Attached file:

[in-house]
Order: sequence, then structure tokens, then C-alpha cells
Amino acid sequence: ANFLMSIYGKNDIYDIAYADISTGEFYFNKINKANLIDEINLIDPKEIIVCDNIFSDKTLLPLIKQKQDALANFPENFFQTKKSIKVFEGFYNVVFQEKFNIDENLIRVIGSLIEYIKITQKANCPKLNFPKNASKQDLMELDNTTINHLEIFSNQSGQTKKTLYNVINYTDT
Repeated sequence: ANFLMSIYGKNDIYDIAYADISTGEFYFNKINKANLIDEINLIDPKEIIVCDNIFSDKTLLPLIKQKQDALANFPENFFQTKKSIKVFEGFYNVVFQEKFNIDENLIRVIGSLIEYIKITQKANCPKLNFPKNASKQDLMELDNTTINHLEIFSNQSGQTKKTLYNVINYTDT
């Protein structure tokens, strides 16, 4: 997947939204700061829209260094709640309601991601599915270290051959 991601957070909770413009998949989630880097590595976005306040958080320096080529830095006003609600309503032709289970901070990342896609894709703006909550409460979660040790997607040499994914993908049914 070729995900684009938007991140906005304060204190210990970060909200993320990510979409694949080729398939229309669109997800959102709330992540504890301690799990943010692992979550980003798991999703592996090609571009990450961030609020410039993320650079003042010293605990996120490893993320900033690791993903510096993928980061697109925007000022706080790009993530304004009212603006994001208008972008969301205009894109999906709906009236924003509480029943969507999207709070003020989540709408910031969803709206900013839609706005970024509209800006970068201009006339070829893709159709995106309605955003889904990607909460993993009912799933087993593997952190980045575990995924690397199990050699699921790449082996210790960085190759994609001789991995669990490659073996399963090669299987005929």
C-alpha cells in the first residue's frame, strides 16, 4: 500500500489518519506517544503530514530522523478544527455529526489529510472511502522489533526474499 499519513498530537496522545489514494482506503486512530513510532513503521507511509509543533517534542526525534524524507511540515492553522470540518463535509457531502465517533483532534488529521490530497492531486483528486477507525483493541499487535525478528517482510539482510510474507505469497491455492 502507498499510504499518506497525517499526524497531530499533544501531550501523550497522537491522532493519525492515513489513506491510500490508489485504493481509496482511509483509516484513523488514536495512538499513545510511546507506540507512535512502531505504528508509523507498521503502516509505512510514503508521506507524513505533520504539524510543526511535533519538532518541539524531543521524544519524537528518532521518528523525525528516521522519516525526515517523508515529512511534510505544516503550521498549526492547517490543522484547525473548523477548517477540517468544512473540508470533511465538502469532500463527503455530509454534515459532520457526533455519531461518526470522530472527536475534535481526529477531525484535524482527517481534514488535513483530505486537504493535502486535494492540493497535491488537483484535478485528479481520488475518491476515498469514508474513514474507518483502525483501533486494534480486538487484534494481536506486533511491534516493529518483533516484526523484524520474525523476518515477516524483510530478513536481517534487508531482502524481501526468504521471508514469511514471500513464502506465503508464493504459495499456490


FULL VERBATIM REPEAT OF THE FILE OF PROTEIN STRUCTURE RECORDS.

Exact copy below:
[in-house]
Order: sequence, then structure tokens, then C-alpha cells
Amino acid sequence: ANFLMSIYGKNDIYDIAYADISTGEFYFNKINKANLIDEINLIDPKEIIVCDNIFSDKTLLPLIKQKQDALANFPENFFQTKKSIKVFEGFYNVVFQEKFNIDENLIRVIGSLIEYIKITQKANCPKLNFPKNASKQDLMELDNTTINHLEIFSNQSGQTKKTLYNVINYTDT
Repeated sequence: ANFLMSIYGKNDIYDIAYADISTGEFYFNKINKANLIDEINLIDPKEIIVCDNIFSDKTLLPLIKQKQDALANFPENFFQTKKSIKVFEGFYNVVFQEKFNIDENLIRVIGSLIEYIKITQKANCPKLNFPKNASKQDLMELDNTTINHLEIFSNQSGQTKKTLYNVINYTDT
């Protein structure tokens, strides 16, 4: 997947939204700061829209260094709640309601991601599915270290051959 991601957070909770413009998949989630880097590595976005306040958080320096080529830095006003609600309503032709289970901070990342896609894709703006909550409460979660040790997607040499994914993908049914 070729995900684009938007991140906005304060204190210990970060909200993320990510979409694949080729398939229309669109997800959102709330992540504890301690799990943010692992979550980003798991999703592996090609571009990450961030609020410039993320650079003042010293605990996120490893993320900033690791993903510096993928980061697109925007000022706080790009993530304004009212603006994001208008972008969301205009894109999906709906009236924003509480029943969507999207709070003020989540709408910031969803709206900013839609706005970024509209800006970068201009006339070829893709159709995106309605955003889904990607909460993993009912799933087993593997952190980045575990995924690397199990050699699921790449082996210790960085190759994609001789991995669990490659073996399963090669299987005929």
C-alpha cells in the first residue's frame, strides 16, 4: 500500500489518519506517544503530514530522523478544527455529526489529510472511502522489533526474499 499519513498530537496522545489514494482506503486512530513510532513503521507511509509543533517534542526525534524524507511540515492553522470540518463535509457531502465517533483532534488529521490530497492531486483528486477507525483493541499487535525478528517482510539482510510474507505469497491455492 502507498499510504499518506497525517499526524497531530499533544501531550501523550497522537491522532493519525492515513489513506491510500490508489485504493481509496482511509483509516484513523488514536495512538499513545510511546507506540507512535512502531505504528508509523507498521503502516509505512510514503508521506507524513505533520504539524510543526511535533519538532518541539524531543521524544519524537528518532521518528523525525528516521522519516525526515517523508515529512511534510505544516503550521498549526492547517490543522484547525473548523477548517477540517468544512473540508470533511465538502469532500463527503455530509454534515459532520457526533455519531461518526470522530472527536475534535481526529477531525484535524482527517481534514488535513483530505486537504493535502486535494492540493497535491488537483484535478485528479481520488475518491476515498469514508474513514474507518483502525483501533486494534480486538487484534494481536506486533511491534516493529518483533516484526523484524520474525523476518515477516524483510530478513536481517534487508531482502524481501526468504521471508514469511514471500513464502506465503508464493504459495499456490